2. Flattery: every person appreciates compliments, especially if they are sincere and real. The key is to make the person feel appreciated in what he or she is doing at that moment, by comments that must not exceed a certain limit. Generally, will be enough to highlight his or her real strengths.
  3. Macro to Micro: “Start a conversation on the macro level, and then gradually guide the person toward the topic of actual interest. Start talking about the economy, then government spending, then potential defense budget cuts, then ‘what will happen to your X program if there are budget cuts?’ A good elicitor will then reverse the process taking the conversation back to macro topics”[6].
  4. Ask permission: mainly when the agent must ask something important for the interlocutor. This will be useful for two reasons:

 

  • Gives the target the power to choose whether to talk about it or not;
  • Appears sensitive and respectful.

 

  1. Silent technique: trying to be silent is always a very difficult thing to do, especially when you want to have your say. For this reason, an agent must be trained to use silence as a useful strategy to force the interlocutor to speak on a certain topic.
  2. Use whisper: saying something quietly, reducing the physical distance, at a certain point in the relationship, can greatly increase the trust of our interlocutor. In this case, the power of reciprocity will do the rest.
  3. Pay attention to verbal, para-verbal, and non-verbal attitudes: obtaining reliable information depends very much on the sympathy, trust that we built or transmit. Closed positions or wrong tones of voice can influence the communication process.
  4. Memory techniques: that set of strategies useful to putting our interlocutor in the position to remember with more difficulty the information released during the conversation. In other words, due to some proactive and retroactive inferences, it will be possible to undermine the memory process with one important rule: generally, people are used to not remembering what is said in the middle of a conversation. To better understand why this occurs, the interference theory of B. J. Underwood is mentioned:

 

We tend to forget information in short-term memory when they are subjected to interference from previously learned information.

Experiments conducted by Underwood and Peterson suggest that in the former case, information you have learned before encoding new, similar information into long-term memory can worsen recall of the new information. This is called proactive interference. Similarly, when newly learned information conflicts or interferences with more recently learned information, the more recent information tends to obscure overwrite the previous information. This is called retroactive interference”[7].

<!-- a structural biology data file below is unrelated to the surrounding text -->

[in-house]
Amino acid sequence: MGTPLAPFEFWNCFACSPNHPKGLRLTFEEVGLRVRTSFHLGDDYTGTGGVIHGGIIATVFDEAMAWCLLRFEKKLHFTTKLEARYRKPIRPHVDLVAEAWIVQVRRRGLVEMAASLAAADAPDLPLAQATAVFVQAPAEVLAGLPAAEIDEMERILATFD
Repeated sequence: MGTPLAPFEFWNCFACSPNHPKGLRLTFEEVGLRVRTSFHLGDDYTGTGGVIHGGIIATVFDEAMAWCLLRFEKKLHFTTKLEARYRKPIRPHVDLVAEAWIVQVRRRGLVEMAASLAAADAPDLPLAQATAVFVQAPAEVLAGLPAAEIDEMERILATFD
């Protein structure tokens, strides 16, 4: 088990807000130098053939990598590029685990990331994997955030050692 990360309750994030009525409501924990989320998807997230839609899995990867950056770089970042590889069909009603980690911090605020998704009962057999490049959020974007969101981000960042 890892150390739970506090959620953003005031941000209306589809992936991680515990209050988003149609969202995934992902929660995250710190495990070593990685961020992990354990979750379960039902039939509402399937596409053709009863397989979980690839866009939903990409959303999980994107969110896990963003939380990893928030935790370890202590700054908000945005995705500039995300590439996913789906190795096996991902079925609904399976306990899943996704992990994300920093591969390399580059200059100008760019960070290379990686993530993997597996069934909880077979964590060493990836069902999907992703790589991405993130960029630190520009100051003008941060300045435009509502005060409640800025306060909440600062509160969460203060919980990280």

So, if the agent wants to try to keep the information more secure, he or she must put the most important sentences or questions in the middle of communication.

In addition to that, to prevent the target from remembering what he said or what the agent asked him, it will be necessary to use long sentences with few pauses. These precautions will serve to avoid the storage of the conversation in long-term memory. In general, the coding process of memory depends even on other factors, including the characteristics of the stimulus and the emotional-cognitive-motivational factors of the subject. Therefore, the following strategies should be avoided:

 

  • Attracting the target’s attention too much;
  • Repeating things for too long;
  • Allowing the target to associate the information with some images or memories;

 

The use of one technique does not mean excluding another, often these must be combined to be more effective in the collection process.

The result will vary from how they are implemented during the conversation. “Patience is the virtue of the strong”, so nothing should be forced or hastily obtained, including the phase of consolidation of the relationship.

As a separate discussion, in terms of communication strategies, the seven principles of Robert Cialdini deserve further study. In fact, taking advantage of the mental shortcuts inherent in the human being (called heuristics) are excellent points of reference for those who want to make elicitation strategies more effective. In detail, these are:

 

  • Consistency and commitment: this principle requires coherence of thought in the conversation and gradual steps especially in the requests that are intended to be proposed (“Foot in the door” technique). People don’t like to be contradicted, especially if they spent energy and time on that project (it’s called cognitive dissonance), for this reason, they should be supported by favorable comments.
  • Reciprocity: it plays on the natural need of the human being to reciprocate something he has received from someone. For example, people are more likely to say yes to those who have helped them in the past.
  • Social proof: it is based on the natural tendency of human beings to more easily accept something already approved by others. Whatever it is, a product or an idea, group thinking has a very strong influence on the process of acceptance by a person. In this sense, Asch Salomon’s paradigm could be useful: it was born of a series of experiments on conformity conducted by psychologist Asch in the 1950s. These experiments tested the way individuals responded to group-think, and to what also extent social pressure could push a person to conform.